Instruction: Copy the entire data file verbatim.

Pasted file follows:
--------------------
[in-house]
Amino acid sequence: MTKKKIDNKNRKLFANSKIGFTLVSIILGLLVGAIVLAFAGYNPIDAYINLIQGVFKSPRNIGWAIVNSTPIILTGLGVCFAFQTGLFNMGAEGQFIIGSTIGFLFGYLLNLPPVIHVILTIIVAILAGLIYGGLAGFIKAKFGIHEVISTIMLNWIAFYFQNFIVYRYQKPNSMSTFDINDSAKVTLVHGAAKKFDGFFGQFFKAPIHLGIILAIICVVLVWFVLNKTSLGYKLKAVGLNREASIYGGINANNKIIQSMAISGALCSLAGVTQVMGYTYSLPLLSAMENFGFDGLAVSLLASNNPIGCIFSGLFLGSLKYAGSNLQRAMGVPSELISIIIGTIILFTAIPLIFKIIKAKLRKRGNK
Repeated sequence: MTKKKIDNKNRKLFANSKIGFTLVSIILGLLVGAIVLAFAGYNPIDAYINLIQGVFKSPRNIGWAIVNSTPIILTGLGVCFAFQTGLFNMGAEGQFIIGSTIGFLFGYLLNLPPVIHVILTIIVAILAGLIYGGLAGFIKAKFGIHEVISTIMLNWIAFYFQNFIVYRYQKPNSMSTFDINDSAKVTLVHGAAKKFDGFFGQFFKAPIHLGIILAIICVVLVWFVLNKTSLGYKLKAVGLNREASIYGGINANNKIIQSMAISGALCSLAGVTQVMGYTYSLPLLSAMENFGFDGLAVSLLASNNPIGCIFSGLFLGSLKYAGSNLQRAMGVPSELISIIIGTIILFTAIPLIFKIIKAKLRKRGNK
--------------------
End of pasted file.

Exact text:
[in-house]
Amino acid sequence: MTKKKIDNKNRKLFANSKIGFTLVSIILGLLVGAIVLAFAGYNPIDAYINLIQGVFKSPRNIGWAIVNSTPIILTGLGVCFAFQTGLFNMGAEGQFIIGSTIGFLFGYLLNLPPVIHVILTIIVAILAGLIYGGLAGFIKAKFGIHEVISTIMLNWIAFYFQNFIVYRYQKPNSMSTFDINDSAKVTLVHGAAKKFDGFFGQFFKAPIHLGIILAIICVVLVWFVLNKTSLGYKLKAVGLNREASIYGGINANNKIIQSMAISGALCSLAGVTQVMGYTYSLPLLSAMENFGFDGLAVSLLASNNPIGCIFSGLFLGSLKYAGSNLQRAMGVPSELISIIIGTIILFTAIPLIFKIIKAKLRKRGNK
Repeated sequence: MTKKKIDNKNRKLFANSKIGFTLVSIILGLLVGAIVLAFAGYNPIDAYINLIQGVFKSPRNIGWAIVNSTPIILTGLGVCFAFQTGLFNMGAEGQFIIGSTIGFLFGYLLNLPPVIHVILTIIVAILAGLIYGGLAGFIKAKFGIHEVISTIMLNWIAFYFQNFIVYRYQKPNSMSTFDINDSAKVTLVHGAAKKFDGFFGQFFKAPIHLGIILAIICVVLVWFVLNKTSLGYKLKAVGLNREASIYGGINANNKIIQSMAISGALCSLAGVTQVMGYTYSLPLLSAMENFGFDGLAVSLLASNNPIGCIFSGLFLGSLKYAGSNLQRAMGVPSELISIIIGTIILFTAIPLIFKIIKAKLRKRGNK